Inorganic flame-retardant fillers which can be used are hydroxides, hydrated oxides, salts or hydrated salts of metals, in particular of calcium, aluminium or magnesium, such as: magnesium hydroxide, alumina trihydrate, magnesium hydrated carbonate, magnesium carbonate, mixed hydrated carbonate of magnesium and calcium, mixed magnesium and calcium carbonate, or mixtures thereof. The flame-retardant filler is generally used in the form of particles which are untreated or surface-treated with saturated or unsaturated fatty acids containing from 8 to 24 carbon atoms, or metal salts thereof, such as, for example: oleic acid, palmitic acid, stearic acid, isostearic acid, lauric acid; stearate or oleate of magnesium or zinc; and the like. In order to increase the compatibility with the polymeric matrix, the flame-retardant filler can also be surface-treated with suitable coupling agents, for example organic silanes or titanates such as vinyltriethoxysilane, vinyltriacetylsilane, tetraisopropyl titanate, tetra-n-butyl titanate, and the like. The amount of flame-retardant filler to be added is predetermined so as to obtain a cable which is capable of satisfying the typical flame-resistance tests, for example the test according to standards IEC 332-1 and IEC 332.3 A,B,C. In general, this amount is between 10% and 90% by weight, preferably between 30% and 80% by weight, relative to the total weight of the flame-retardant composition.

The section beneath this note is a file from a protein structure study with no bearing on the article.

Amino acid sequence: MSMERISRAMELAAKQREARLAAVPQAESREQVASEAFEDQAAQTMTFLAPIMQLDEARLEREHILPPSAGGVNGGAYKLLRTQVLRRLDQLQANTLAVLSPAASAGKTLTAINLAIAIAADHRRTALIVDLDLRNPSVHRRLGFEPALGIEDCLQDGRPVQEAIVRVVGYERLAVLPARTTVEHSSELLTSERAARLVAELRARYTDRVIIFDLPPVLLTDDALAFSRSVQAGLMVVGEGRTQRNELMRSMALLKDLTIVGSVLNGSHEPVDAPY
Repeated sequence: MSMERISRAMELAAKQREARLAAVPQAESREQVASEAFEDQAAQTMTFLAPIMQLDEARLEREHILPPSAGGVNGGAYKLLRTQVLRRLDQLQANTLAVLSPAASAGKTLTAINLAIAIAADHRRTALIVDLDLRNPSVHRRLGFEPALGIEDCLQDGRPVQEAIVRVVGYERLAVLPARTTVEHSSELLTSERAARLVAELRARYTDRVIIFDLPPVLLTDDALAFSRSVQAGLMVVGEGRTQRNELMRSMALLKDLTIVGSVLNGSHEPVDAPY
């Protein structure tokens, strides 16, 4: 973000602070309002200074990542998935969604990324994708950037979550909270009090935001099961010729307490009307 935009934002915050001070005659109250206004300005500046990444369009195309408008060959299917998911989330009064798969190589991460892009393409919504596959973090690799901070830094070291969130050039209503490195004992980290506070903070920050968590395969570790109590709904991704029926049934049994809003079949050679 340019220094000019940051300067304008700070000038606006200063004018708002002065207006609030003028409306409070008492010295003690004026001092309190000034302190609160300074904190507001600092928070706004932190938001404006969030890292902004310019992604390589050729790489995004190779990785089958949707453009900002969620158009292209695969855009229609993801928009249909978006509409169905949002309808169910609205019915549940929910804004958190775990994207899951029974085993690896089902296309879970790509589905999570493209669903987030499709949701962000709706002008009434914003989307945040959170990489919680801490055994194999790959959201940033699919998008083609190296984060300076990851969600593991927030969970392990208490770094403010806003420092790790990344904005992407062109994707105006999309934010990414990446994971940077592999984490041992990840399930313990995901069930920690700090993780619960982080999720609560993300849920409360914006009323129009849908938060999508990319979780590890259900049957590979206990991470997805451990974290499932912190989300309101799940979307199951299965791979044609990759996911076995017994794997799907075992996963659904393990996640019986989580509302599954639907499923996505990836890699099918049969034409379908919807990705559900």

In addition, as is known, examples of the polymeric base, with which said flame-retardant filler is coupled, are: low-density polyethylene (LDPE) (d=0.910-0.926 g/cm3); copolymers of ethylene with α-olefins; polypropylene (PP); ethylene/α-olefin rubbers, in particular ethylene/propylene rubbers (EPR), ethylere/propylene/diene rubbers (EPDM); natural rubber; butyl rubbers; and blends thereof. Particularly preferred are the copolymers which can be obtained by copolymerization of ethylene with at least one α-olefin containing from 3 to 12 carbon atoms, and optionally with a diene, in the presence of a “single-site” catalyst, in particular a metallocene catalyst or a Constrained Geometry Catalyst.